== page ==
We can be so discontent about life. We can start to grow a bitterness about our station in life. Paul says that the Christians should find their contentment in the Lord. And we can grow that deep inner joy without having our circumstances change one bit.
Contentment is being able to be joyful no matter the circumstance. There is a big difference between inner and outer joy. One way to describe the difference is to look at the difference between happiness and joy. I am bit hesitant to use these two terms because they are basically synonymous. But think about them this way: happiness is that outer expression of emotion based in how we are feeling. We like happiness a lot because it means we feel good. Joy is different from happiness because it is a deeper inner state of heart and mind that is trusting in God no matter how we are feeling, no matter our circumstance, no matter our station in life. This deep inner joy, this contentment is what Paul is saying the Corinthians believers need.
There is much about life that we can be discontent about. Paul would say to the Philippian church in Philippians 4:12 “I know what it is to be in need, and I know what it is to have plenty. I have learned the secret of being content in any and every situation. Whether well fed or hungry, whether living in plenty or in want. I can do all things through him who strengthens me.”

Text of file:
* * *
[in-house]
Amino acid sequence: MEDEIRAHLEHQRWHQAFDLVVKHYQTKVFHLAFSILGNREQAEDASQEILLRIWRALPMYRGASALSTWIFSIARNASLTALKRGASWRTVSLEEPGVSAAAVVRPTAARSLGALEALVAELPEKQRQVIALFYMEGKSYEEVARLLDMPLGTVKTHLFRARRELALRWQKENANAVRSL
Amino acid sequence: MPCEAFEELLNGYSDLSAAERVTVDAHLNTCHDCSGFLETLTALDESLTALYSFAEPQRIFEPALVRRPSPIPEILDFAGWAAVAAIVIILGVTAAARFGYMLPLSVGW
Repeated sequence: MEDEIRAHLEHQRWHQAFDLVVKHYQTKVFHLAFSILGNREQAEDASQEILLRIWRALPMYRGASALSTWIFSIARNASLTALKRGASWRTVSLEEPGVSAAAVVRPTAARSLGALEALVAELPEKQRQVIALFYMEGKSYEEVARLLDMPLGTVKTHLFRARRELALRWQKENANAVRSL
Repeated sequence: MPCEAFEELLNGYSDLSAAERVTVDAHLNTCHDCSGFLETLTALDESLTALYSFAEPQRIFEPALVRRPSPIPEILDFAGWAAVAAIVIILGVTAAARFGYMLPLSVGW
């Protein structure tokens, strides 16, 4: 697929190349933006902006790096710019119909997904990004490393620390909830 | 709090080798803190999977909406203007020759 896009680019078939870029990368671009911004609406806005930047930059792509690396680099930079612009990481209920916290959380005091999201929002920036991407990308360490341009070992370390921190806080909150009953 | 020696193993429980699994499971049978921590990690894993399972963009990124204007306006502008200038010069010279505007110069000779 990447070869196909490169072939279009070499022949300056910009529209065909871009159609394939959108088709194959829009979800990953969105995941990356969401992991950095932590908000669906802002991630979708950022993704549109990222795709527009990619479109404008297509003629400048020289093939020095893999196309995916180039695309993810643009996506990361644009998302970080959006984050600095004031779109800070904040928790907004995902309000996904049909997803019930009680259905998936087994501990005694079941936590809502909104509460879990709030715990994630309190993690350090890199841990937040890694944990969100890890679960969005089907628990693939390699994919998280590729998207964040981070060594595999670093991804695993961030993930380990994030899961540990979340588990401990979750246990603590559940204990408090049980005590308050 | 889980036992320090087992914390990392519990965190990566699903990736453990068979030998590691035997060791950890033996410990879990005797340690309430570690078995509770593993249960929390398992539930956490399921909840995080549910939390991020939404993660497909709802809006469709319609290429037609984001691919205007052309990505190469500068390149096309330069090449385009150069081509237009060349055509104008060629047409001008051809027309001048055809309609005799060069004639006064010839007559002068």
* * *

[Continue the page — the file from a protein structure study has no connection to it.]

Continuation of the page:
What are you discontent about? Your marriage? Your singleness? Your job? Your finances? The state of the world? Paul is saying that we should be a people who avoid rushing to change, but instead remain as you are, be content, find that deep inner joy in obeying Christ, and commit yourself to grow in your relationship with him. Here’s what’s interesting about contentment. It is okay to allow the deep inner joy of contentment to bubble up to the surface of your life and overflow with emotional outward happiness. We should never confuse that outward emotion for the inner real thing. But it is okay to be outwardly happy. I would go so far as to say that when we are content in Christ no matter our situation, we will see that outward happiness, that outward rejoicing on a more regular basis! And it starts with a contentment in our relationship with Christ.